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Tarantula Owners: Beware of Microscopic Hairs

Tarantula Owners: Beware of Microscopic Hairs

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Ed Yeates ReportingIf you're one of many exotic pet owners now taking care of a tarantula, there’s a warning for you tonight from Utah eye doctors. Microscopic hairs from the spiders can cause serious eye damage.

This is one those bizarre conditions you might expect to see only in rare writings from a medical journal. But Moran eye physicians say look again.

18-year-old Dan Swain takes good care of his exotic pets. The terrariums in his room are exceptionally clean. He knows the species well. But what he didn't know or see is what his tarantula innocently sheds from the underside of its body.

Dan Swain: "It was pretty much instantly. I put him down and itched my eye - then there was a real burning sensation in the lower area down here."

Tarantulas apparently discard microscopic hairs. Dan picked them up on his hands - then rubbed his face. The hairs, less than a millimeter in size, penetrated his left eye like spears.

Majid Moshirfar, M.D., Ophthalmologist, Moran Eye Center: "We have seen three or four patients who have developed severe inflammatory reactions - that means these hairs penetrate the cornea, through the colored part, through the lens - all the way back to the eye."

Doctors evaluated photographs of Dan's eye, identifying some but not all of the hairs.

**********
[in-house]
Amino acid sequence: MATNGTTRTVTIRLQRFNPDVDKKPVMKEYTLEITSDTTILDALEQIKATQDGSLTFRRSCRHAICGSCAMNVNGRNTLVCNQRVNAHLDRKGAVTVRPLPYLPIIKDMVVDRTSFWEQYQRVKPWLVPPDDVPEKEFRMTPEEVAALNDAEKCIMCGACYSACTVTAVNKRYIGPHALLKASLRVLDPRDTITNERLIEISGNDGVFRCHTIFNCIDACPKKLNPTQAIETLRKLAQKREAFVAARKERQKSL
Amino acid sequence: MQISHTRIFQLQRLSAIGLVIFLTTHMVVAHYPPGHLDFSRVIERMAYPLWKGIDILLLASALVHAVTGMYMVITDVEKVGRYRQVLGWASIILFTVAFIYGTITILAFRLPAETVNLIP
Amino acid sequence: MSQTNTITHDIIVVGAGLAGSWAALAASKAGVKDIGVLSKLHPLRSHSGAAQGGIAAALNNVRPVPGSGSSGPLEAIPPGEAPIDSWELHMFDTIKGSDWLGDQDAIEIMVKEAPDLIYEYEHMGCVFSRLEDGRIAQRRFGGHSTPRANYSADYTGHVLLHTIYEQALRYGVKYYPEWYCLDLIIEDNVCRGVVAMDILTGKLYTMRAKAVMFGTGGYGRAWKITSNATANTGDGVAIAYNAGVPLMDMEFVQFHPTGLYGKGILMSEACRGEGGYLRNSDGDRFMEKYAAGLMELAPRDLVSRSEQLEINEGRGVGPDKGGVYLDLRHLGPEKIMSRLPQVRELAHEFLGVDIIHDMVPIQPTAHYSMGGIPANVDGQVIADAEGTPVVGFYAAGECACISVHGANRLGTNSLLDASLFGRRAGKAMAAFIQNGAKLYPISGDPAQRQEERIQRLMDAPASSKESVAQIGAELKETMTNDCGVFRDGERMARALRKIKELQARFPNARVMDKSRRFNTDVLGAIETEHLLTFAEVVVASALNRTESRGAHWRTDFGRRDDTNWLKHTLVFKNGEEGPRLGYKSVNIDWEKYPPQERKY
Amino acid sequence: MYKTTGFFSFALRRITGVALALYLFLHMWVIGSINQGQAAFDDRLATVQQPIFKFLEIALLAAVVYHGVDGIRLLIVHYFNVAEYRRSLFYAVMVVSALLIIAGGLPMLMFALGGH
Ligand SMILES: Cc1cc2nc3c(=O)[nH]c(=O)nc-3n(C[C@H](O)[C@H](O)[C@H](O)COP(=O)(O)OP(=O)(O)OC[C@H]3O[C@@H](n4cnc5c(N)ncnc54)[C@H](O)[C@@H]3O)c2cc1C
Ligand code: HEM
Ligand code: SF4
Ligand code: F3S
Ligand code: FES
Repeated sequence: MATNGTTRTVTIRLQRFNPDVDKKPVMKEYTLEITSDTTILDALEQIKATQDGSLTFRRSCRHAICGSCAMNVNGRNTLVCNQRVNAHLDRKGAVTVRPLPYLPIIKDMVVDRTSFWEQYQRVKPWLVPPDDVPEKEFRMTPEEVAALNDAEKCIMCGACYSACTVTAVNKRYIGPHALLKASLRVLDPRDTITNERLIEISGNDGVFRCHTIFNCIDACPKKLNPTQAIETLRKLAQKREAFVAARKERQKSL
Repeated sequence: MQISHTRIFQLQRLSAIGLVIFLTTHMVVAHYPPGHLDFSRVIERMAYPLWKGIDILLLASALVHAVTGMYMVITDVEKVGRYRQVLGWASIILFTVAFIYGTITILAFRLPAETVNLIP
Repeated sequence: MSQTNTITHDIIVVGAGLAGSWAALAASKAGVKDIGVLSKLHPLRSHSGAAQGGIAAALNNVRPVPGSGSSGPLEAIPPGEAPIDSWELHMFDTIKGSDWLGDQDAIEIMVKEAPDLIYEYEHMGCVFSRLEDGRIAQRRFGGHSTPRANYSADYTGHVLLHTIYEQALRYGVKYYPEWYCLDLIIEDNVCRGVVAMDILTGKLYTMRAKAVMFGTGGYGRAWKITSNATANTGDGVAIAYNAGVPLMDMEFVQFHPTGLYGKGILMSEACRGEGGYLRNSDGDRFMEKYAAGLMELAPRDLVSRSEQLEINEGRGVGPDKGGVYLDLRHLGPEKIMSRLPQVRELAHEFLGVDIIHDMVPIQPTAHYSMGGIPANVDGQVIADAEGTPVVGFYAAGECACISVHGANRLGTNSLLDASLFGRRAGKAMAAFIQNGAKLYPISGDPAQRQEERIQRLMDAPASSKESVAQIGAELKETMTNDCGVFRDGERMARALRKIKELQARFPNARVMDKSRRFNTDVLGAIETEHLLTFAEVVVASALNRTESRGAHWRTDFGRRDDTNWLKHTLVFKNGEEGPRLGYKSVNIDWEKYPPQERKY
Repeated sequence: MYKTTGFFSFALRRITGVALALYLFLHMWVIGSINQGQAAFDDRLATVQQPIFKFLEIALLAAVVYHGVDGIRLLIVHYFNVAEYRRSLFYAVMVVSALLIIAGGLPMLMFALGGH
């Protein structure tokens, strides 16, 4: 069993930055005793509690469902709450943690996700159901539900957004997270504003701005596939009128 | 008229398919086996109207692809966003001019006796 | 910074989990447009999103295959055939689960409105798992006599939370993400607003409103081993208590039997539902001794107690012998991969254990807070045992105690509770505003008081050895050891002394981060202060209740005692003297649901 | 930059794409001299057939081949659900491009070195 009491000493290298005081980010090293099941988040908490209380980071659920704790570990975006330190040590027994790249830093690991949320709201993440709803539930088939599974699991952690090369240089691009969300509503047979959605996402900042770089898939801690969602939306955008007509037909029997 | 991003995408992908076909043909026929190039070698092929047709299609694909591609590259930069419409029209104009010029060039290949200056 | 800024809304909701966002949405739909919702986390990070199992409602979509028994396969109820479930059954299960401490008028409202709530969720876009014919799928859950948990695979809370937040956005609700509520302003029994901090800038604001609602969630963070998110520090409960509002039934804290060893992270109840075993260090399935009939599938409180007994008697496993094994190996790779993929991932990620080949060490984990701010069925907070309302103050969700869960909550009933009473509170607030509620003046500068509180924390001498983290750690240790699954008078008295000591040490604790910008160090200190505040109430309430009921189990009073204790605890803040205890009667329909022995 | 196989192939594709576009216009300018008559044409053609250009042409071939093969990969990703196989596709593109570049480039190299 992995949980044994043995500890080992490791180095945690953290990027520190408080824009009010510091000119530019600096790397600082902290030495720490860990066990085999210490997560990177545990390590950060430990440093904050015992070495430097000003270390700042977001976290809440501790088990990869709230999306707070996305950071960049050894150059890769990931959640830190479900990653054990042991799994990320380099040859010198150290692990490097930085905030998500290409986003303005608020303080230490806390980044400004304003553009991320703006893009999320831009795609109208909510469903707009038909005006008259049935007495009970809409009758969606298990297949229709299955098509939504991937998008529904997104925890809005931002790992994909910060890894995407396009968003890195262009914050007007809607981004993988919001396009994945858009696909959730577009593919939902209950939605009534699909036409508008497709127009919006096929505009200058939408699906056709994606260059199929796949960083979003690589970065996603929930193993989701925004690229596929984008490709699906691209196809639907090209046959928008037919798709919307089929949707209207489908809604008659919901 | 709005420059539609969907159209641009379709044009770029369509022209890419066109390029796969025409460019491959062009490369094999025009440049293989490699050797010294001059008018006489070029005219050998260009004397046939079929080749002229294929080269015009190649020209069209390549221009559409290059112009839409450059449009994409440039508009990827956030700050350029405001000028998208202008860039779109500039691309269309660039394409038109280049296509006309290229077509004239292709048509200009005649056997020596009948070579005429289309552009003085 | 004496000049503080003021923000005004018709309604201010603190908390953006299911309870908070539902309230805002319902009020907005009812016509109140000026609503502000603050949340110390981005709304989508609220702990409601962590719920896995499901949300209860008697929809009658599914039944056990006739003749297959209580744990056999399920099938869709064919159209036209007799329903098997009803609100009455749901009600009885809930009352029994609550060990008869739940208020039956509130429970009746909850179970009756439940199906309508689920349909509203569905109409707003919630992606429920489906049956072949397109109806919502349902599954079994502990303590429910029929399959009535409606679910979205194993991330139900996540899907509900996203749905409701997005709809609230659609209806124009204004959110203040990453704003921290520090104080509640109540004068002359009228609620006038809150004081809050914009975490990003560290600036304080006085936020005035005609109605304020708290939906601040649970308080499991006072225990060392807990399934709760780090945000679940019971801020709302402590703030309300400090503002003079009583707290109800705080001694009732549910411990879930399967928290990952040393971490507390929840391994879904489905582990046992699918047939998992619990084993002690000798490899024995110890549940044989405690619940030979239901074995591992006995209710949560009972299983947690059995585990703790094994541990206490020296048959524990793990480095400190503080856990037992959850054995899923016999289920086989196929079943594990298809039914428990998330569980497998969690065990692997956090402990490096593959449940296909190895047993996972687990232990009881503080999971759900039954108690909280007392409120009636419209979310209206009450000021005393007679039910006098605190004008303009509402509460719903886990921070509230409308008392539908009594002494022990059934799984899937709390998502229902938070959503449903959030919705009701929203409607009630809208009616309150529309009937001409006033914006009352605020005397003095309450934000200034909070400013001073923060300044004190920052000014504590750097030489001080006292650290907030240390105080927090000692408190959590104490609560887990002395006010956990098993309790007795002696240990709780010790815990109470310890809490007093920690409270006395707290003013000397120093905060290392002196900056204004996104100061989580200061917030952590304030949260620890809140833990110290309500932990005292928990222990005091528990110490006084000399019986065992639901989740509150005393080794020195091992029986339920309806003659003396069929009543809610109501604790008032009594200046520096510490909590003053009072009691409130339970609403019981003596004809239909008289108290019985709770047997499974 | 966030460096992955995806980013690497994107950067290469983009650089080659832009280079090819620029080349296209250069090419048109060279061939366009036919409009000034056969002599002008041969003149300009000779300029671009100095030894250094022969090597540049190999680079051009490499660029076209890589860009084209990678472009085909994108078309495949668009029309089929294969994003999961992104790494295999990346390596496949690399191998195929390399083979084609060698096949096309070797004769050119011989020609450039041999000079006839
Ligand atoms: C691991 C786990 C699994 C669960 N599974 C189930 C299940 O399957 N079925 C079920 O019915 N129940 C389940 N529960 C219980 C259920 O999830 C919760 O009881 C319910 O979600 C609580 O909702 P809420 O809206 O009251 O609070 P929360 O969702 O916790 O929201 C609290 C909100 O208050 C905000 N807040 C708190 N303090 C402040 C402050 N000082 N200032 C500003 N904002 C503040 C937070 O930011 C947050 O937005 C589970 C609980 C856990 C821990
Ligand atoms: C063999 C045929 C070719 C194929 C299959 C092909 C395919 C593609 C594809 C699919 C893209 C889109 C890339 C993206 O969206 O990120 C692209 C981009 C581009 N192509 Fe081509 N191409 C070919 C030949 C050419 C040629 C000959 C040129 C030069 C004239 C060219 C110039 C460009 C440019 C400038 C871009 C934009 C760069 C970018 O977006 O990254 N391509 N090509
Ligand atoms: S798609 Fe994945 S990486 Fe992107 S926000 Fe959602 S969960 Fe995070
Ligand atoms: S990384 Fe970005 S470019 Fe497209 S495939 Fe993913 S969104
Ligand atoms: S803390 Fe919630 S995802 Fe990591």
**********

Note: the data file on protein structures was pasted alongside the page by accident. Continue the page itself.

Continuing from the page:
Majid Moshirfar, M.D., Ophthalmologist: "Sometimes these hairs are so small that under the microscope, we cannot even remove them from the patient's cornea."

Dan now washes his hands after handling the tarantula. He doesn't even gently blow on it anymore. Dr. Majid Moshirfar says a pet owner should not let the spiders crawl on their face or head. Dan's vision is still blurry but doctors hope by controlling the inflammation, the body might eventually absorb those hairs they can't remove.

Kim Swain, Dan's Mother: "Dan loves his spiders and we're not encouraging him to get rid of 'em. But you do need to take precautions. You need to be careful."

Dr. Moshirfar says researchers are actually looking at the microscopic structure of tarantula hairs - hoping they might be able to duplicate the structure so they can inject chemotherapy medications directly into cancer tumors.

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